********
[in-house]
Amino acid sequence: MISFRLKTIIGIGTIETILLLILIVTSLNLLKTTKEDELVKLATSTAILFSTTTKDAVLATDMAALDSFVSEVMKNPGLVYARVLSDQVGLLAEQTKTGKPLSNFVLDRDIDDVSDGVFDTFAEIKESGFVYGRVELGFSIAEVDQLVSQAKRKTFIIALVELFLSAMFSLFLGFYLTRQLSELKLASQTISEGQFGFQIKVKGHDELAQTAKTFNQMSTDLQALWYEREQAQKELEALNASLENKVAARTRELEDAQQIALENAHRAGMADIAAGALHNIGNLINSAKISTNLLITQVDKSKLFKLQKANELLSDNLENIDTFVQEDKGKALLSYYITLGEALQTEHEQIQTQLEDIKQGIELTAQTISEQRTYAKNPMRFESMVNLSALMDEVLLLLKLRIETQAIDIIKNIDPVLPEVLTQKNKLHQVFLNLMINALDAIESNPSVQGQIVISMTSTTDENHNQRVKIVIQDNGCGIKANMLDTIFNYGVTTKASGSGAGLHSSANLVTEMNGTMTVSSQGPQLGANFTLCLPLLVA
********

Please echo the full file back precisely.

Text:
[in-house]
Amino acid sequence: MISFRLKTIIGIGTIETILLLILIVTSLNLLKTTKEDELVKLATSTAILFSTTTKDAVLATDMAALDSFVSEVMKNPGLVYARVLSDQVGLLAEQTKTGKPLSNFVLDRDIDDVSDGVFDTFAEIKESGFVYGRVELGFSIAEVDQLVSQAKRKTFIIALVELFLSAMFSLFLGFYLTRQLSELKLASQTISEGQFGFQIKVKGHDELAQTAKTFNQMSTDLQALWYEREQAQKELEALNASLENKVAARTRELEDAQQIALENAHRAGMADIAAGALHNIGNLINSAKISTNLLITQVDKSKLFKLQKANELLSDNLENIDTFVQEDKGKALLSYYITLGEALQTEHEQIQTQLEDIKQGIELTAQTISEQRTYAKNPMRFESMVNLSALMDEVLLLLKLRIETQAIDIIKNIDPVLPEVLTQKNKLHQVFLNLMINALDAIESNPSVQGQIVISMTSTTDENHNQRVKIVIQDNGCGIKANMLDTIFNYGVTTKASGSGAGLHSSANLVTEMNGTMTVSSQGPQLGANFTLCLPLLVA